Politico: Europe fakes Turkish delight
Bulgaria’s Black Sea coast offers everything Europe’s political elite expect from a good summit: an exotic location, breathtaking views and (most important) casks of fine wine.
If only Recep Tayyip Erdoğan hadn’t shown up.
For the EU’s top brass, the irascible Turkish leader was the proverbial fly in the summit soup at Monday’s dinner meeting with Council President Donald Tusk, Commission President Jean-Claude Juncker and Bulgarian Prime Minister Boyko Borisov, whose country holds the bloc’s rotating presidency.
The dinner, held in a 19th century château that once served as the summer residence for Bulgaria’s royals, fulfilled the low expectations both sides had for it.
“It was a good meeting,” insisted Juncker late Monday, as he complained about his celiac plexus, which forced him to leave the session with Erdoğan at one point. “We were able to talk in all frankness and openness … We will have, as we have in the past, many many meetings [to give us] the chance to resolve the problems between Turkey and Europe.”
Truth be told, about the only thing Ankara and Europe agree on these days is that they don’t agree on much. From Erdoğan’s dismantling of Turkey’s democratic institutions in the wake of the 2016 attempt to overthrow him to Turkey’s recent assault on Kurdish forces in Syria, EU leaders worry that Ankara has become more of a long-term problem than a partner.
And yet both sides remain bound by a reality as acute as Juncker’s abdominal pain: Mutual dependence.
Europe needs Turkey to keep alive its two-year old refugee deal, which has been crucial in helping to stem the flow of Syrian refugees to the EU. The EU has already committed about €3 billion to help Turkey manage its refugee population of about 3.5 million and another €3 billion is on the way.
At a time when populists from Palermo to Stockholm are gaining ground on the issue of migration, Europe’s leaders, especially Germany’s Angela Merkel, want Brussels to do whatever it takes to preserve the arrangement.
What Erdoğan gets from the EU can be summed up in a single word: survival.
Forget Erdoğan’s incendiary rhetoric about Europe and the anti-Turkish “terrorists” he accuses Germany and others of harboring. The cold reality is that Turkey is almost completely dependent on the EU to keep its economy afloat.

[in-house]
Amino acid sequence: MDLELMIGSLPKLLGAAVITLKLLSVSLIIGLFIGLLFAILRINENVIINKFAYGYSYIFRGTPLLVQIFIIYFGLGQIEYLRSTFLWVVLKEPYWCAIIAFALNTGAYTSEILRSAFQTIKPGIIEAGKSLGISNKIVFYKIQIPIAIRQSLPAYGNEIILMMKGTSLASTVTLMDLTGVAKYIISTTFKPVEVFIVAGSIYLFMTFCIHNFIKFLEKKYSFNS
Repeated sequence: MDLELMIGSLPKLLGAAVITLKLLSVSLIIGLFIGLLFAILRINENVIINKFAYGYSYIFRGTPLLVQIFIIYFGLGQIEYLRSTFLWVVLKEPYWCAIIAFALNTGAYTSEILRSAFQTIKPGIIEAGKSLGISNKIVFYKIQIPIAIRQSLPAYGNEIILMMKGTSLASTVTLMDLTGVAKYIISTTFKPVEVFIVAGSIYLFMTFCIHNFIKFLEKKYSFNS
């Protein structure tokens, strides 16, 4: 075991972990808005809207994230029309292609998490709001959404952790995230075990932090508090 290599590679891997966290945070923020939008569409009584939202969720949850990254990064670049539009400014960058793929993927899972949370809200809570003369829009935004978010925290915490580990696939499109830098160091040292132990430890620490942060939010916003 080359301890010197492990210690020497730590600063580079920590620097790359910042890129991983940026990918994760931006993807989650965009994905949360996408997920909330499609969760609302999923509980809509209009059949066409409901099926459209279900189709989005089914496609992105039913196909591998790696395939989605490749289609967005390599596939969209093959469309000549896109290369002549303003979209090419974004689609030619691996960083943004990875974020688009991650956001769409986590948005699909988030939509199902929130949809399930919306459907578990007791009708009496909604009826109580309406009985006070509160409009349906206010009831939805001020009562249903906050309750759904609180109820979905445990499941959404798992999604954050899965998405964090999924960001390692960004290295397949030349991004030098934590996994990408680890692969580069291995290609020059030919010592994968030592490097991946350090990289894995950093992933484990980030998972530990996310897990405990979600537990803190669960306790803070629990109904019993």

The EU accounts for about half of Turkish exports. With total trade of more than €130 billion between the two spheres, Turkey’s trade with the EU is more than five times greater than that with its next largest partner, China.
What’s more, the EU accounts for about two-thirds of the foreign investment into Turkey.
Turkey’s corporate sector, meanwhile, is heavily reliant on European investors to finance its sizable debt, a risk recently highlighted by the International Monetary Fund.
Put simply, the Turkish economy would implode without Europe. Such an economic crisis is the one thing that might actually cost Erdoğan his power in the short term.
“Erdoğan’s biggest vulnerability is the economy,” said Fadi Hakura, an expert on Turkey with Chatham House. “No one can replace Europe and he knows that.”
That helps to explain why Erdoğan was so eager to hold Monday’s meeting. The two sides last met 10 months ago. Given the deterioration in the relationship since then, there was little to justify such a high-level gathering.
The prospect of breathing new life into Turkey’s decades-old bid for EU accession remains as remote as ever.
Erdoğan’s systematic undermining of Turkey’s judiciary and crackdown on civil society mean Europe isn’t even willing to discuss changes to its customs union with Ankara.
The Europeans, in particular Juncker, were reluctant to offer Erdoğan a stage in Varna. As with their last encounter with the Turkish president, the EU leaders demanded the gathering be called a “leaders’ meeting,” rather than a summit.
Nonetheless, Erdoğan appears to have gotten exactly what he wanted from the exercise. Before arriving in Bulgaria, he insisted “EU membership remains our strategic goal.”
Such comments, though completely inconsistent with Ankara’s actions in recent years, are aimed at offering Turkey’s elites and financial markets a flicker of hope that, despite the recent turmoil, the country remains dedicated to the West.
Don’t bank on it.
“It’s a fence-mending exercise, but one that’s not meant to resolve the fundamental differences that plague the relationship between Turkey and the EU,” Hakura said.
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